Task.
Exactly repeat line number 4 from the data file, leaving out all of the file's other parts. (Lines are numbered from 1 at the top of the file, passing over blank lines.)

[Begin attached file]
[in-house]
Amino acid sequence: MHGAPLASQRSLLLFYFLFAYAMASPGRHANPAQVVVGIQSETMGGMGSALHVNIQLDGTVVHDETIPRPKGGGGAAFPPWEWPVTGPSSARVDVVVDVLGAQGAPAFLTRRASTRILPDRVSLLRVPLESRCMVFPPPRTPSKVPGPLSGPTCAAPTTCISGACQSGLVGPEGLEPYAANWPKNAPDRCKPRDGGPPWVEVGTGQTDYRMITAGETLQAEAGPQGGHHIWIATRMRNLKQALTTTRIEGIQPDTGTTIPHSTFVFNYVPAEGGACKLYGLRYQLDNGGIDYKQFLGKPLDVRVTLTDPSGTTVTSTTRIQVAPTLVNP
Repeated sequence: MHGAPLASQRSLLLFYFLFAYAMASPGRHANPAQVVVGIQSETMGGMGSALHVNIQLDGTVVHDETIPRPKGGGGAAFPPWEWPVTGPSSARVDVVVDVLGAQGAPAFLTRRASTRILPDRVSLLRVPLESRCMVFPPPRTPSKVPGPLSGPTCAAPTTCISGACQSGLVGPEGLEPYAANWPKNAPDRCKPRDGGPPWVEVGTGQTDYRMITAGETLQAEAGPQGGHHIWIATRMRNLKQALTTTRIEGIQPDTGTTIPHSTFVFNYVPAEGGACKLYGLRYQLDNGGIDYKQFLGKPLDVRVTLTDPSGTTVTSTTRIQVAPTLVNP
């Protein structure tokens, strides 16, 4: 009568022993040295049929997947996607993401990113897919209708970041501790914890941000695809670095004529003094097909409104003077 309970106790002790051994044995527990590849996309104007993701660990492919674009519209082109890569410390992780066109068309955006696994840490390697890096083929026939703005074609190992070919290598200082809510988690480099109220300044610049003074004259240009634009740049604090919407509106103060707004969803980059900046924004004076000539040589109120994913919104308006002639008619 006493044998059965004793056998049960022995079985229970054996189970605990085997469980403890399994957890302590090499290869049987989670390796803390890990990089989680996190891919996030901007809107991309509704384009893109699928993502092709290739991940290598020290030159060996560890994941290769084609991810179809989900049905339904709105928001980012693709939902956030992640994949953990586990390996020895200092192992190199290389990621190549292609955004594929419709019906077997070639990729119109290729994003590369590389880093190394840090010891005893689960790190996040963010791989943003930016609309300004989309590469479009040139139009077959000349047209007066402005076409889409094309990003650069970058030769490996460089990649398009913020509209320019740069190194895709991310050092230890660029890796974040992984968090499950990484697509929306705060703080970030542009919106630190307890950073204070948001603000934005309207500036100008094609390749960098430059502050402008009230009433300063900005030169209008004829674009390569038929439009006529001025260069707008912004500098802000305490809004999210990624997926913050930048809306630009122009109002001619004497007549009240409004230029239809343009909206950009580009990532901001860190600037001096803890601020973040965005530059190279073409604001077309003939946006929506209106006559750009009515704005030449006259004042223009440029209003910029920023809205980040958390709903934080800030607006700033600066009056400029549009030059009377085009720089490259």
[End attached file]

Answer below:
């Protein structure tokens, strides 16, 4: 009568022993040295049929997947996607993401990113897919209708970041501790914890941000695809670095004529003094097909409104003077 309970106790002790051994044995527990590849996309104007993701660990492919674009519209082109890569410390992780066109068309955006696994840490390697890096083929026939703005074609190992070919290598200082809510988690480099109220300044610049003074004259240009634009740049604090919407509106103060707004969803980059900046924004004076000539040589109120994913919104308006002639008619 006493044998059965004793056998049960022995079985229970054996189970605990085997469980403890399994957890302590090499290869049987989670390796803390890990990089989680996190891919996030901007809107991309509704384009893109699928993502092709290739991940290598020290030159060996560890994941290769084609991810179809989900049905339904709105928001980012693709939902956030992640994949953990586990390996020895200092192992190199290389990621190549292609955004594929419709019906077997070639990729119109290729994003590369590389880093190394840090010891005893689960790190996040963010791989943003930016609309300004989309590469479009040139139009077959000349047209007066402005076409889409094309990003650069970058030769490996460089990649398009913020509209320019740069190194895709991310050092230890660029890796974040992984968090499950990484697509929306705060703080970030542009919106630190307890950073204070948001603000934005309207500036100008094609390749960098430059502050402008009230009433300063900005030169209008004829674009390569038929439009006529001025260069707008912004500098802000305490809004999210990624997926913050930048809306630009122009109002001619004497007549009240409004230029239809343009909206950009580009990532901001860190600037001096803890601020973040965005530059190279073409604001077309003939946006929506209106006559750009009515704005030449006259004042223009440029209003910029920023809205980040958390709903934080800030607006700033600066009056400029549009030059009377085009720089490259």